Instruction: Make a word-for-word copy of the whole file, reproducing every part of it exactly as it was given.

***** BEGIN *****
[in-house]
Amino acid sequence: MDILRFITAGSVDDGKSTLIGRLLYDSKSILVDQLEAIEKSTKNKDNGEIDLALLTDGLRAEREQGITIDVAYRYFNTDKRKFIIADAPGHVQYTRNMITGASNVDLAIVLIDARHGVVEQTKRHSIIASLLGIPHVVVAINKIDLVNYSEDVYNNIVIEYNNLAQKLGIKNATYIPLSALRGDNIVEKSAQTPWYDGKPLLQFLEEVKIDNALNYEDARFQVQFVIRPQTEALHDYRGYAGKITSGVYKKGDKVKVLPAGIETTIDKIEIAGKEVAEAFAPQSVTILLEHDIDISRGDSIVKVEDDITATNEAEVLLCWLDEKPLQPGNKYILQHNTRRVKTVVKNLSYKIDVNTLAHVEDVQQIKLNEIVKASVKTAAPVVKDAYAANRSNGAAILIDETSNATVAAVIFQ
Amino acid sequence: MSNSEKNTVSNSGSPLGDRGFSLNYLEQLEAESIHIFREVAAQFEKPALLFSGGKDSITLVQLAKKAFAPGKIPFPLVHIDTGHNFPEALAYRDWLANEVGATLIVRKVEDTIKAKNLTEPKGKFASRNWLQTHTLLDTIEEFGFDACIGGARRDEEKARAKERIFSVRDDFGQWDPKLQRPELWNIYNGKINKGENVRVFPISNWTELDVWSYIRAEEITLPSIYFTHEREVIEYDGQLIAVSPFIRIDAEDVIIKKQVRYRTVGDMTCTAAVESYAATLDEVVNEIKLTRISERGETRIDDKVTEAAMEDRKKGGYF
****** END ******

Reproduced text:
[in-house]
Amino acid sequence: MDILRFITAGSVDDGKSTLIGRLLYDSKSILVDQLEAIEKSTKNKDNGEIDLALLTDGLRAEREQGITIDVAYRYFNTDKRKFIIADAPGHVQYTRNMITGASNVDLAIVLIDARHGVVEQTKRHSIIASLLGIPHVVVAINKIDLVNYSEDVYNNIVIEYNNLAQKLGIKNATYIPLSALRGDNIVEKSAQTPWYDGKPLLQFLEEVKIDNALNYEDARFQVQFVIRPQTEALHDYRGYAGKITSGVYKKGDKVKVLPAGIETTIDKIEIAGKEVAEAFAPQSVTILLEHDIDISRGDSIVKVEDDITATNEAEVLLCWLDEKPLQPGNKYILQHNTRRVKTVVKNLSYKIDVNTLAHVEDVQQIKLNEIVKASVKTAAPVVKDAYAANRSNGAAILIDETSNATVAAVIFQ
Amino acid sequence: MSNSEKNTVSNSGSPLGDRGFSLNYLEQLEAESIHIFREVAAQFEKPALLFSGGKDSITLVQLAKKAFAPGKIPFPLVHIDTGHNFPEALAYRDWLANEVGATLIVRKVEDTIKAKNLTEPKGKFASRNWLQTHTLLDTIEEFGFDACIGGARRDEEKARAKERIFSVRDDFGQWDPKLQRPELWNIYNGKINKGENVRVFPISNWTELDVWSYIRAEEITLPSIYFTHEREVIEYDGQLIAVSPFIRIDAEDVIIKKQVRYRTVGDMTCTAAVESYAATLDEVVNEIKLTRISERGETRIDDKVTEAAMEDRKKGGYF